Hey, you're so sweet, Kay. Thank you so much :) I also agree with all of that!

To get back on topic.

I picked up the book and read it this morning. I feel about the same as I do about The Six Figure Author. There's lots of good advice in the book, but it's geared towards much newer writers. I'm well aware that self-publishing books aren't geared towards me, but I still read them on occasion to see if I can glean a bit of advice.

Chris breaks down the kinds of relaunches you can do well. I disagree with some of his phrasing (I would only call something a relaunch if it involves a new ASIN), but that's minor stuff. I think the book will be helpful for authors who are lost when it comes to their backlist, poorly performing or otherwise, but less helpful for authors who already have a clear picture of their backlists.

It definitely is geared toward those who are either new at 'real' book marketing, or people who are just plain lost. I'm one of those people where book marketing provides this irrational mental block. Like, I know what to do but I never get it right, do it in the right order, or sometimes struggle to 'put it all together' effectively.

For me, and why I was so excited, is that the book offered context (and order) to my brain-chaos on the whole matter. It was more like one of those *click* moments where I suddenly got what I should be doing with all of the information I had before reading the book. Having some info reinforced in the book while other info was set aside helped a lot, too.That was perfect or me because I needed some clarity.

For reference, I've been helping my partner publish her books since 2011. We did a full relaunch last year of one of the books we published back then that did ok, but I was disorganized and careless. The book has outsold its original release by 3500%, but hasn't been life-changing. I promised this next relaunch would blow it out of the park and now I have an essential guide to help me solidly move forward (and flail less).

I was confused, but I understand where that comment is coming from now, even though I disagree. Since the mods have decided it's fine, let's keep going in that direction.

I'll share my results from the excersizes later tonight as an example. Woot! Let's put this baby to work :D

Its because a forum has rules, and people in the past have broken those rules and found nifty ways around them to get promotion. ( as stated by the Moderator above ) 

So they created a separate area for promotion.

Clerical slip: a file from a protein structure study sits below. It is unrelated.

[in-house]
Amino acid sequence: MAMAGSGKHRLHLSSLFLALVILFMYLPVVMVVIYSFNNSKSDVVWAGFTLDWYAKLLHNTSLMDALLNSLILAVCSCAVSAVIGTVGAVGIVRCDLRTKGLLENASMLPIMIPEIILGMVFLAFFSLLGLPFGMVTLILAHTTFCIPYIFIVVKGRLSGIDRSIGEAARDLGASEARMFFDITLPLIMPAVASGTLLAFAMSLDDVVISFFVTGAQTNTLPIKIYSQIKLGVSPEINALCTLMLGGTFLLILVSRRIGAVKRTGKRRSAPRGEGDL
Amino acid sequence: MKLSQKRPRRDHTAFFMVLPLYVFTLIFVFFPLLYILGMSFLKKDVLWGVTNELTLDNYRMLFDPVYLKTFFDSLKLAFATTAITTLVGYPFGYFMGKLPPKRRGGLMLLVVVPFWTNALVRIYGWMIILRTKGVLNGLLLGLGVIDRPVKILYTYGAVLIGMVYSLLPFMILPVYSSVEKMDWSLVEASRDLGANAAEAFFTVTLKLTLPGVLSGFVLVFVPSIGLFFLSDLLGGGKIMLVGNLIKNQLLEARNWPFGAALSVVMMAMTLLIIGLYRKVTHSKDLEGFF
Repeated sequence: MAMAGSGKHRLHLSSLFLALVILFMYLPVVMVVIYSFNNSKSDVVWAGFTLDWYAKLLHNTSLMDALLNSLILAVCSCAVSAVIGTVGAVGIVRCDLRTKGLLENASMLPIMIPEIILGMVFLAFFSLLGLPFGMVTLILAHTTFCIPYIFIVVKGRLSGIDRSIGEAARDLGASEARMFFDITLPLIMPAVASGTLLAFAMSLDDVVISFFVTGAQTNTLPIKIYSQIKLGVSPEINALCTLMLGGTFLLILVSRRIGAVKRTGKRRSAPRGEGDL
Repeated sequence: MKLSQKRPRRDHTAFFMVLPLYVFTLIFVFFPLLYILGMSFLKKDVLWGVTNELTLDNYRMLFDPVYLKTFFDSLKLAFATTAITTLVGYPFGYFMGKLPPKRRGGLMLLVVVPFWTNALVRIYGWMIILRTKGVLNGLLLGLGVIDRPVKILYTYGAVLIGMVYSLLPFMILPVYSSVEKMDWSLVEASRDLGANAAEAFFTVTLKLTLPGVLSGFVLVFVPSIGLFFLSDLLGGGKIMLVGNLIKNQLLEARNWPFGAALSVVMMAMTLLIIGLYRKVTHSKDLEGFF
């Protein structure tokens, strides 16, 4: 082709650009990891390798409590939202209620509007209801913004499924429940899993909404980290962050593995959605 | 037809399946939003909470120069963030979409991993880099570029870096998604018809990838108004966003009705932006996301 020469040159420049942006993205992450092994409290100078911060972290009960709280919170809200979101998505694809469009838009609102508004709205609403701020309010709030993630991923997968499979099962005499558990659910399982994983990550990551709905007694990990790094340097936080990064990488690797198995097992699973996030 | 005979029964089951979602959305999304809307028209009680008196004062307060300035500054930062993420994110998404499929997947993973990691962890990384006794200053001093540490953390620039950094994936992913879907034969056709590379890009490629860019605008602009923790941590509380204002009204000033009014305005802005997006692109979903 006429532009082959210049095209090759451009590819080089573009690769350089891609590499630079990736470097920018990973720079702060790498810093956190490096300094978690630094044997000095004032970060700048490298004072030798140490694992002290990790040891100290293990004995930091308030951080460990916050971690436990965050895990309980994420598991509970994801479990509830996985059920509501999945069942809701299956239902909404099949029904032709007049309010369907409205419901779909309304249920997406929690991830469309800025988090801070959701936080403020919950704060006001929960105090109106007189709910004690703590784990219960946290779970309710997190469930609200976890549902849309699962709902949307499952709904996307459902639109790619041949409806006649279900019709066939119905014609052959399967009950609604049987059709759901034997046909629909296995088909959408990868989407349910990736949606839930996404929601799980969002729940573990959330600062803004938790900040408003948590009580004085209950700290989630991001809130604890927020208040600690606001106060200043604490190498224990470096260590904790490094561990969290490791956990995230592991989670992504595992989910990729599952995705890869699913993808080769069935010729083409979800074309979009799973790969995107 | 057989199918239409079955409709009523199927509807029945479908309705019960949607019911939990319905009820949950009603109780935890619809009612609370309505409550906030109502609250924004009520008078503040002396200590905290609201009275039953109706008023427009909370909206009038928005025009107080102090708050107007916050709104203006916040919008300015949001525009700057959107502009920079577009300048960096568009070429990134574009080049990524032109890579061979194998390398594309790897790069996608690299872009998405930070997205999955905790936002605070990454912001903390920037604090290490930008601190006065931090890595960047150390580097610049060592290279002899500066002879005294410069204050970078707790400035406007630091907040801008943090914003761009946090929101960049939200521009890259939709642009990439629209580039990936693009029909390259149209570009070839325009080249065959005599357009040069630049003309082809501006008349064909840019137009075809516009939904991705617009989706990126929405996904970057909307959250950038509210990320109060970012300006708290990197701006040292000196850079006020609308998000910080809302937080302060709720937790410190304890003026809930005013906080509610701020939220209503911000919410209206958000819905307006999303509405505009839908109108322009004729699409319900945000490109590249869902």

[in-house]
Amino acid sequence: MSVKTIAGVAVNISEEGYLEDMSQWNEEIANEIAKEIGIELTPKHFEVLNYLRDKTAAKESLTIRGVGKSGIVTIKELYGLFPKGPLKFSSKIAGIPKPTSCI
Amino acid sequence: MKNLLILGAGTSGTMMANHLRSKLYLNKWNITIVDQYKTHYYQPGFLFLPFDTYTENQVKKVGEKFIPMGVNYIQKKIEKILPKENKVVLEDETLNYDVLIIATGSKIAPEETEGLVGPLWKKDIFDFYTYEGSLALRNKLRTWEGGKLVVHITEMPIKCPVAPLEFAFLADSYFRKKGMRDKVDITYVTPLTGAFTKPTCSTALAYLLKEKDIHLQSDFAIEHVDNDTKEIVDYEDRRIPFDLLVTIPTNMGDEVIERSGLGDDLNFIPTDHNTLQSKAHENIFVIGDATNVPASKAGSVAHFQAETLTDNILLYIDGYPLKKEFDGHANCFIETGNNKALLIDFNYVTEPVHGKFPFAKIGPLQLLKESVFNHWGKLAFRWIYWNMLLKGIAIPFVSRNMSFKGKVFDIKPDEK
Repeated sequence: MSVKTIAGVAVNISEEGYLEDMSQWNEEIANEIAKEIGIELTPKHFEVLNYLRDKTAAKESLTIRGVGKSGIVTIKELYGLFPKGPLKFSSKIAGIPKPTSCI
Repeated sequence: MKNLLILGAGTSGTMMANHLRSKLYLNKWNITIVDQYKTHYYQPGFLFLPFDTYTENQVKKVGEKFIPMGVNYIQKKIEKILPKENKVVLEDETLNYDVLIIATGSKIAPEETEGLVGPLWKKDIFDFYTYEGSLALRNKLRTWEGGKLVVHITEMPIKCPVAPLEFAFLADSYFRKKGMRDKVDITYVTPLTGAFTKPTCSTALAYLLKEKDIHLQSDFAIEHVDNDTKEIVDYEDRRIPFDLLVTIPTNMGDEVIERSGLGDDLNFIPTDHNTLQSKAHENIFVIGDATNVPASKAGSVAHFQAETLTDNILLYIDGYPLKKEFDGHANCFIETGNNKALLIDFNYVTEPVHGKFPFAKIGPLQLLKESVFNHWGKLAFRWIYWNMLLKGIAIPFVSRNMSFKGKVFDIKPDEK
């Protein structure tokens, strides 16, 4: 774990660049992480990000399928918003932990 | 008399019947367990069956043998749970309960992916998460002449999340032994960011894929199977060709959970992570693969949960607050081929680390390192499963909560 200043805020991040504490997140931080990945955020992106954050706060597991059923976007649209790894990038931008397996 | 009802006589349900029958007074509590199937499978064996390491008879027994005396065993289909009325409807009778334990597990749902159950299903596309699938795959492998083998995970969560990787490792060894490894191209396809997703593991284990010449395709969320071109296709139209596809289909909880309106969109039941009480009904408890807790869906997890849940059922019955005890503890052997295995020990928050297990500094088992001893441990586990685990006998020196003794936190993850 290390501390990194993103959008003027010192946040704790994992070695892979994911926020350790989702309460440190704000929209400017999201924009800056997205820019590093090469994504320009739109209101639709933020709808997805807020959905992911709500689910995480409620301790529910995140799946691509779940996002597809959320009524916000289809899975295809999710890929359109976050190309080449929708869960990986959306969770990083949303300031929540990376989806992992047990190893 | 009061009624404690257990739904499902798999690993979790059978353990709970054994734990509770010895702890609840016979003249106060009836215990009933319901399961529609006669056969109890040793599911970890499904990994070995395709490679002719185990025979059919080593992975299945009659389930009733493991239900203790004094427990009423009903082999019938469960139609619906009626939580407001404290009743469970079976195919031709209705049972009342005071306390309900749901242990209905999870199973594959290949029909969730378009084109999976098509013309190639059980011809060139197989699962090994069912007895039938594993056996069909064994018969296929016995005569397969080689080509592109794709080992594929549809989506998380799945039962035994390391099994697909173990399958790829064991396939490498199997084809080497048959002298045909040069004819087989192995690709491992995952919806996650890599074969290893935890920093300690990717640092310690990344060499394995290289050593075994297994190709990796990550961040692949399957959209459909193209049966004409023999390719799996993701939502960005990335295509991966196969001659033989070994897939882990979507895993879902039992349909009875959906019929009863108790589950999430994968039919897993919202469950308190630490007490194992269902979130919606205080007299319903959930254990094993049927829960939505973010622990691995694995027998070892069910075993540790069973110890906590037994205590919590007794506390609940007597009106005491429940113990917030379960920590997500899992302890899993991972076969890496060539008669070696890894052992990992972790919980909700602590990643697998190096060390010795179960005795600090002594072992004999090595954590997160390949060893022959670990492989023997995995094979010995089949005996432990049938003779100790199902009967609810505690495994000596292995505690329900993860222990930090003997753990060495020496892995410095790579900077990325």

However things get gray when we use the word "Recommendation."

No one is stating that FOXY paid you, ( I think Chris is a top guy and I don't believe for a second he wouldn't stoop that low ) but as one other person stated on this thread. It does seem a little suspicious that this comes out in the week that its released from someone who got a free copy.

Now had the title read "Chris Fox's new release isn't worth the price you pay for it. That's why i got a free copy."  And the post didn't speak about a measly $3.99 when you didn't pay for it, with an additional link to go buy it.

It might have changed the tone of it. ;)

Had it been listed in the Bazaar section where promotion is allowed and not here, maybe the first title would have been fine.

Basically though, this thread has shown others how to skirt around the rules and get their book listed here on the week it goes out by having someone else recommend it. ( which appears to be okay as long as they are not a new user).

Ah, well I wouldn't worry about making examples for others. People inclined already knew about it.

I can't say anything about timing. I wrote the post the day after I read it, while the fires were still hot. It happened to be after release day. I made it clear right in the first post that I got an ARC. I said 'measley $3.99' because I personally think the price is too low for the worth of the book. 6-9.99 would be more adequate in my perspective, but I u derstand that chris wants it as accessible as possible.

I'm a trained salesperson. 10 years training in a specialty retail environment, so my recomendations do tend to come off that way. It's never caysed a problem before and I didn't expect it to now.

The fact is that for this post to be an actual problem, Chris would have had to know I was posting it. He didn't even know I had an ARC, so that's not an option.

Thanks for all of the support for those not wanting this moved, and I'm very happy do hear from everyone who appreciated hearing about it! :D

Note about the ARC status: I grabbed the original ARC when Chris offered it, but I didn't actually read it until after release because I'm a lazy dork. Second: like I said in my review, I'm also one of those jerks who finds fault with everything, but I didn't here, which is why I was so excited. I also like Chris a lot as a person, but we don't have long talks on the phone every night, here. I'd safely say our level of direct contact treads the friend-friendly acquaintance line.

Anyway, I'm going to be more thoroughly filling out the exercises in the book tonight. Looking forward to getting more organized with my partner's relaunch as we get close to the wire :o

Third note: I'm fairly confused as to why telling people about a book I think will be useful to other authors is somehow Mr. Fox promoting through me on purpose. He had no idea I was going to write this post. I did this 100% of my own accord with no forewarning. This is just weird, I've never seen people act like this with relevant author resource suggestions on WC.

Ps: the arc was offered to a small group of people, not me directly. I just clicked the link when I saw it go up. He never even knew I took it until I wrote up my notes.


Relaunching is not exactly rocket science.

Get a new cover
Get a new blurb

If that don't work.

Bundle a trilogy up into 3 books with a new cover and blurb ( put under new category )

Toss some advertising at it.

The rest is just gravy.